Mathematics Stack Exchange is a question and answer site for people studying math at any level and professionals in related fields. Join them; it only takes a minute:

Sign up
Here's how it works:
  1. Anybody can ask a question
  2. Anybody can answer
  3. The best answers are voted up and rise to the top

Determine if the following set of vectors is linearly independent:


I've done the following system of equations, and I think I did it right... It's been such a long time since I did this sort of thing...

Assume the following: \begin{equation*} a\left[\begin{array}{r}2\\2\\0\end{array}\right]+b\left[\begin{array}{r}1\\-1\\1\end{array}\right]+c\left[\begin{array}{r}4\\2\\-2\end{array}\right]=\left[\begin{array}{r}0\\0\\0\end{array}\right] \end{equation*} Determine if $a=b=c=0$: \begin{align} 2a+b+4c&=0&&(1)\\ 2a-b+2c&=0&&(2)\\ b-2c&=0&&(3) \end{align} Subtract (2) from (1): \begin{align} b+c&=0&&(4)\\ b-2c&=0&&(5) \end{align} Substitute (5) into (4): \begin{equation} c=0 \end{equation}

So now what do I do with this fact? I'm tempted to say that only $c=0$, and $a$ and $b$ can be something else... but I don't trust that my intuition is right.

share|cite|improve this question
If $c=0$ then you must have $b=0$ and then you must have $a=0$. Hence they are linearly independent. – copper.hat Jun 6 '13 at 1:42
From $c=0$ and $b-2c=0$ you can conclude? And then what about $a$? You were doing fine. The same thing, with less writing, can be done using row reduction. – André Nicolas Jun 6 '13 at 1:42
substitute $c=0$ back into (4) or (5) to show that $b=0$ and then both $b=0$ and $c=0$ into (1) or (2) to show that $a=0$. By definition they are then linearly independent. – Tpofofn Jun 6 '13 at 1:43
@AndréNicolas I'm only starting to learn about matrices now... this was taught in this method so I presume this is how I have to do it on the assignment. – agent154 Jun 6 '13 at 1:50
Yes, at the beginning it makes sense do do things directly from the definition. – André Nicolas Jun 6 '13 at 1:51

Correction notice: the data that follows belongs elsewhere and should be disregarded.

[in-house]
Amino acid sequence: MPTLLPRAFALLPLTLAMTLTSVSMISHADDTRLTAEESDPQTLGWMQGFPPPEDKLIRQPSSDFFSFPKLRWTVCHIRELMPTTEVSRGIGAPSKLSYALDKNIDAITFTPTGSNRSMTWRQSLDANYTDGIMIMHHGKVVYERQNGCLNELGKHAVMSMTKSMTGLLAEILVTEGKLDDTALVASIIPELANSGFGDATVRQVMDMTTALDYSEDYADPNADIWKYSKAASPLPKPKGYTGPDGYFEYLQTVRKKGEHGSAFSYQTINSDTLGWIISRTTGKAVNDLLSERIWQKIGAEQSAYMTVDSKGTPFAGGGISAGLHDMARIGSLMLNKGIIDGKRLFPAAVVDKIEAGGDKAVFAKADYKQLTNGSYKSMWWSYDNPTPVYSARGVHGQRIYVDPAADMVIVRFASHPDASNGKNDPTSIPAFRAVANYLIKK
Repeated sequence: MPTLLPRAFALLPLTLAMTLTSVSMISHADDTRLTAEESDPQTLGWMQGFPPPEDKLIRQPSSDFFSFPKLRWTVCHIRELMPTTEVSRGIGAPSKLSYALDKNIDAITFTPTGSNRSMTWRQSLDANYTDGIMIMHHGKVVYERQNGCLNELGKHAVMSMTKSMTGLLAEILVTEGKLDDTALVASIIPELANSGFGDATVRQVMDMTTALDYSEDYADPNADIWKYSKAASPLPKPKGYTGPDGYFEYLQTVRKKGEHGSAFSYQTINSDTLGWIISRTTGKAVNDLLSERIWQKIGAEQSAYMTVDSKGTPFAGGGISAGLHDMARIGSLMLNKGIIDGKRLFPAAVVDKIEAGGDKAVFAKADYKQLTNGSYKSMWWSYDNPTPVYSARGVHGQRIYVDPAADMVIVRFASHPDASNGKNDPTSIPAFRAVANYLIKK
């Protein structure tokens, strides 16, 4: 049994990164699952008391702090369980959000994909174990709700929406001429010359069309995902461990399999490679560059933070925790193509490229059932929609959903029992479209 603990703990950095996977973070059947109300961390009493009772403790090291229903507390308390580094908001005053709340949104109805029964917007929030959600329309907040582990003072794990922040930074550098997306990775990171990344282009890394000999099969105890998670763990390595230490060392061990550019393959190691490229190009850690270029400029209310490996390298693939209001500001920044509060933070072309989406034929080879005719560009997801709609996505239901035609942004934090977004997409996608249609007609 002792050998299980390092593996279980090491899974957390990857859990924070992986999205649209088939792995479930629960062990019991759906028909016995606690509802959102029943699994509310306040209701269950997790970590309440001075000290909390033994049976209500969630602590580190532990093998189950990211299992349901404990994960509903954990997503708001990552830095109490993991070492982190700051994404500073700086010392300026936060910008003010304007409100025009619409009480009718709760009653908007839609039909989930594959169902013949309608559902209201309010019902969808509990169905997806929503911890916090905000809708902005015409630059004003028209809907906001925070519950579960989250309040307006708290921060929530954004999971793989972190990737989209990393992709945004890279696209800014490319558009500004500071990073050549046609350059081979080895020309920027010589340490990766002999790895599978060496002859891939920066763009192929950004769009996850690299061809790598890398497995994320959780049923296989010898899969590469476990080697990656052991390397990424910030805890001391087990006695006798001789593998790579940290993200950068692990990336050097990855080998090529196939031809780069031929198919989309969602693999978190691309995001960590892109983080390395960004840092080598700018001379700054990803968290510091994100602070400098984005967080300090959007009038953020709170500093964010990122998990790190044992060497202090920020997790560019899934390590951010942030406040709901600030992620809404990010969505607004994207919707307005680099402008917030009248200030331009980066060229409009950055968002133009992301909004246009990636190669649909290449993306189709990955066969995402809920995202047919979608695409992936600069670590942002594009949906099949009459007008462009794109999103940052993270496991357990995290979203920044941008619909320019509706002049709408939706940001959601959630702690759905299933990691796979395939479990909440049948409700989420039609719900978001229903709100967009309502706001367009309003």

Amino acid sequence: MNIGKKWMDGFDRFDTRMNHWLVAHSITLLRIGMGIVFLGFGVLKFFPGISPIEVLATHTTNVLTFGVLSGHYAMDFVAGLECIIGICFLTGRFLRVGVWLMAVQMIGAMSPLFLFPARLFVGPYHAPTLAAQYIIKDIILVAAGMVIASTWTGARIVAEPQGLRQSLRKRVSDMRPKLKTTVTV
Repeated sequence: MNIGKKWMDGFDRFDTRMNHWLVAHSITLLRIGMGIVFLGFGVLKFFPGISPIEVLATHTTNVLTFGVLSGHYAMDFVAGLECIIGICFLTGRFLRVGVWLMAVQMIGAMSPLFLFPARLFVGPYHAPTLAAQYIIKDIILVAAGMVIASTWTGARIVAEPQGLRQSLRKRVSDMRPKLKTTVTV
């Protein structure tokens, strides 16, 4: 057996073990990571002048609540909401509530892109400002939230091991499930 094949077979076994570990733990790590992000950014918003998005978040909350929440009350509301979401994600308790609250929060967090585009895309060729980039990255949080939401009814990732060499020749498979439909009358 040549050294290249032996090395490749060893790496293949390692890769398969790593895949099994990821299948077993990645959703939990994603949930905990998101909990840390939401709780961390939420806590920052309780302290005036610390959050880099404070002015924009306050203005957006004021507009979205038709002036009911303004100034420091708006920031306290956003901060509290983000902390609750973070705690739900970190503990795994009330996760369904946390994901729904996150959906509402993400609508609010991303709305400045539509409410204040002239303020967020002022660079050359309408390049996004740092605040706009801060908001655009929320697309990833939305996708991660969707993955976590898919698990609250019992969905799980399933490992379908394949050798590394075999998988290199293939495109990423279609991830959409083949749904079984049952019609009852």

up vote 7 down vote accepted

You just stopped too early:

You need to simply substitute $c = 0$ back into the two equations: from equation $(3)$, $c = 0 \implies b = 0$.

With $b = 0, c = 0$ substituted into equation $(1)$ or $(2)$, $b = c = 0 \implies a = 0$. So in the end, since

$$\begin{equation*} a\left[\begin{array}{r}2\\2\\0\end{array}\right]+b\left[\begin{array}{r}1\\-1\\1\end{array}\right]+c\left[\begin{array}{r}4\\2\\-2\end{array}\right]=\left[\begin{array}{r}0\\0\\0\end{array}\right] \end{equation*}\implies a = b = c = 0$$ the vectors are linearly independent.

You could have, similarly, constructed a $3\times 3$ matrix $M$ with the three given vectors as its columns, and computed the determinant of $M$: We know that if $\det M \neq 0$, the given vectors are linearly independent.

$$M = \begin{bmatrix} 2 & 1 & 4 \\ 2 & -1 & 2 \\ 0 & 1 & -2 \end{bmatrix}$$

$$\det M = 12 \neq 0 \implies \;\;\text{linear independence of columns}$$

share|cite|improve this answer

you can take the vectors to form a matrix and check its determinant. If the determinant is non zero, then the vectors are linearly independent. Otherwise, they are linearly dependent.

share|cite|improve this answer

Your Answer


By posting your answer, you agree to the privacy policy and terms of service.

Not the answer you're looking for? Browse other questions tagged or ask your own question.